I'm still kind of divided on whether it's good value; I feel like if they'd drop the price to 30 or even 35 euros I'd probably get the boxes a lot more often.  I mean, things like fresh pasta and smoked mackerel aren't exactly cheap at the supermarket, either, and after the peace of mind afforded by three days of only having to shop for things like milk and cat food, I can definitely see the value in having someone else do the thinking for you.

Wednesday, November 11, 2015

Getting help

It's no secret that kidlet is weird--the kid is great on long trips, for example, goes to bed without a problem most nights, loves olives and sunny-side-up eggs (but won't touch hard-boiled ones). But there's weird, and then there's worrying, and kidlet's particular brand of weirdness has had us mildly worried for a while. But it wasn't until I discovered that I'd have to register him for basischool next year that we decided to take the leap and have him independently assessed. Sending him to school next year when he's still using nonsense-words (in either language) just won't do.

And this is where the consultatiebureau really morphs from something merely very annoying to something that is a godsend, because all it took was one phone call, explaining what we've been observing, and someone came to our place, agreed that further assessments were needed, and an observer was placed in kidlet's peuterspeelzaal class to see if we were merely being overly-worried parents.

The observer, a licensed child development specialist, assured us that some of our worries would resolve themselves eventually, but some of our worries were justifiable ones and that it was a good thing that we'd called them. Early intervention can work wonders, but only if parents recognize that something is wrong, and  sometimes what's taken for granted as "of course it takes longer" can cross the line into an actual developmental delay, and the things that we should be worried about, according to the specialist, were straddling that line.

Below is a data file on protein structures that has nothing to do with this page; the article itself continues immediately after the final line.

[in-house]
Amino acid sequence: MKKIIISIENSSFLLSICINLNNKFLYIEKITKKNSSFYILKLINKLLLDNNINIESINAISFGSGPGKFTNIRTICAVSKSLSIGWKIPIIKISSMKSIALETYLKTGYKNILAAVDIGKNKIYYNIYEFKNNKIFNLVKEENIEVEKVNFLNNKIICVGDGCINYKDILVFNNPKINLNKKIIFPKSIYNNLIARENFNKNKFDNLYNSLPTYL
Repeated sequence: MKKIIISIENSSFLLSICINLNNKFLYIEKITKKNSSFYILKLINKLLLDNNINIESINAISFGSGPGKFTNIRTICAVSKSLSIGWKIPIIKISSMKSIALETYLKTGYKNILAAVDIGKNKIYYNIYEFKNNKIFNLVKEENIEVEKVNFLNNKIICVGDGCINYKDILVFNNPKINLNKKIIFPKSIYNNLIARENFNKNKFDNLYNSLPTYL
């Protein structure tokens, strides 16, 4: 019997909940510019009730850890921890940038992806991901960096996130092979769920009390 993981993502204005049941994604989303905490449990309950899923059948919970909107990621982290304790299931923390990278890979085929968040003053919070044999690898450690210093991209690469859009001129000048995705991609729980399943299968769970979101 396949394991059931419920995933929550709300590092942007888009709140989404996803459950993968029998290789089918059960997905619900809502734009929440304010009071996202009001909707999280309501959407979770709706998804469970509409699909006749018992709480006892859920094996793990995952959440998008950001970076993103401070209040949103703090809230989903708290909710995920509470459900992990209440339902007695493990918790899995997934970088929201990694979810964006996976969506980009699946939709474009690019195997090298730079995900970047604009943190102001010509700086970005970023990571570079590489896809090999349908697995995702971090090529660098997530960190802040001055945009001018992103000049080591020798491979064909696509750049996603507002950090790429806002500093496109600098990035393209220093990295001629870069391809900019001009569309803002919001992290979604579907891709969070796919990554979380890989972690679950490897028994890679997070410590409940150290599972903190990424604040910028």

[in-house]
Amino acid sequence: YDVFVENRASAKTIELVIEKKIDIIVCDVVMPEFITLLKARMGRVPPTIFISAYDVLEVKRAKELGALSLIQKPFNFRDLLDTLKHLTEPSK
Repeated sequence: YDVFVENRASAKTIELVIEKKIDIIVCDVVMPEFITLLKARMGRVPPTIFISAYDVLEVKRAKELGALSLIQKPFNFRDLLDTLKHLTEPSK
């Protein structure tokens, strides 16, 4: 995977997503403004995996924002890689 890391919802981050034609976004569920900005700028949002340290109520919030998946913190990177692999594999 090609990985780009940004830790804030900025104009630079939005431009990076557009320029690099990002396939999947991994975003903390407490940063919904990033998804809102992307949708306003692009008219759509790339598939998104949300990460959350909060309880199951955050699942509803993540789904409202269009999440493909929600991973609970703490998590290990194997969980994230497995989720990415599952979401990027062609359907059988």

I'll admit, when I first had him, it was a PITA dragging a kidlet all the way to the consultatiebureau every month--even though we had a car by that point Karel was away more often than not, and I didn't get a bike again until last year, so that meant I either had to walk 40 minutes, or take a bus, beginning and ending my trip with a 15-minute walk. Suffice it to say that, while I was always glad for a healthy-baby report, it didn't always alleviate the peevishness from schlepping a kidlet around for almost an hour, just for people to tell me that everything was normal.  But they've been nothing but wonderful for us, outlining a plan of monitoring and interventions for the next six months that seems like a cross between .

For now, not much will change: kidlet will start seeing a speech therapist at the very least, and if there is space for him we'll increase his peuterspeelzaal time to three mornings a week. There was a recommendation that he attends a peutergym to allow him to move around in the ways that he seems to want to, and improve his kinesthetic awareness.  Hopefully this will be enough.